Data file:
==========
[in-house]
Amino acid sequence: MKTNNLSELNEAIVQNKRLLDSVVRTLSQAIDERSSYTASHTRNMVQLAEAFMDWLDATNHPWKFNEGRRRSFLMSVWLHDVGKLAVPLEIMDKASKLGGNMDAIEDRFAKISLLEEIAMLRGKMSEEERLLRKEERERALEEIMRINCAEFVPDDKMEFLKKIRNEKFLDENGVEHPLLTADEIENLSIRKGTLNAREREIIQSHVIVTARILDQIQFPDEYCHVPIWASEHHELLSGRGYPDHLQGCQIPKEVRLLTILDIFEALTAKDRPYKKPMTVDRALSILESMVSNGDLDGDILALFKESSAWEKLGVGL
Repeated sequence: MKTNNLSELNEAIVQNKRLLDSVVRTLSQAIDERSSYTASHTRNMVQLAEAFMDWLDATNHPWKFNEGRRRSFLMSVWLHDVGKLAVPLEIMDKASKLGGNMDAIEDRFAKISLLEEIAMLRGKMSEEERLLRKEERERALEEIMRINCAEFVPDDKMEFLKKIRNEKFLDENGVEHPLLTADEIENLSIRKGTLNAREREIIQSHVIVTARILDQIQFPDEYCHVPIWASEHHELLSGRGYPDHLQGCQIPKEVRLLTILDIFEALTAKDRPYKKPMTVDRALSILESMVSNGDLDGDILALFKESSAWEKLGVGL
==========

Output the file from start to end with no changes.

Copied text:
[in-house]
Amino acid sequence: MKTNNLSELNEAIVQNKRLLDSVVRTLSQAIDERSSYTASHTRNMVQLAEAFMDWLDATNHPWKFNEGRRRSFLMSVWLHDVGKLAVPLEIMDKASKLGGNMDAIEDRFAKISLLEEIAMLRGKMSEEERLLRKEERERALEEIMRINCAEFVPDDKMEFLKKIRNEKFLDENGVEHPLLTADEIENLSIRKGTLNAREREIIQSHVIVTARILDQIQFPDEYCHVPIWASEHHELLSGRGYPDHLQGCQIPKEVRLLTILDIFEALTAKDRPYKKPMTVDRALSILESMVSNGDLDGDILALFKESSAWEKLGVGL
Repeated sequence: MKTNNLSELNEAIVQNKRLLDSVVRTLSQAIDERSSYTASHTRNMVQLAEAFMDWLDATNHPWKFNEGRRRSFLMSVWLHDVGKLAVPLEIMDKASKLGGNMDAIEDRFAKISLLEEIAMLRGKMSEEERLLRKEERERALEEIMRINCAEFVPDDKMEFLKKIRNEKFLDENGVEHPLLTADEIENLSIRKGTLNAREREIIQSHVIVTARILDQIQFPDEYCHVPIWASEHHELLSGRGYPDHLQGCQIPKEVRLLTILDIFEALTAKDRPYKKPMTVDRALSILESMVSNGDLDGDILALFKESSAWEKLGVGL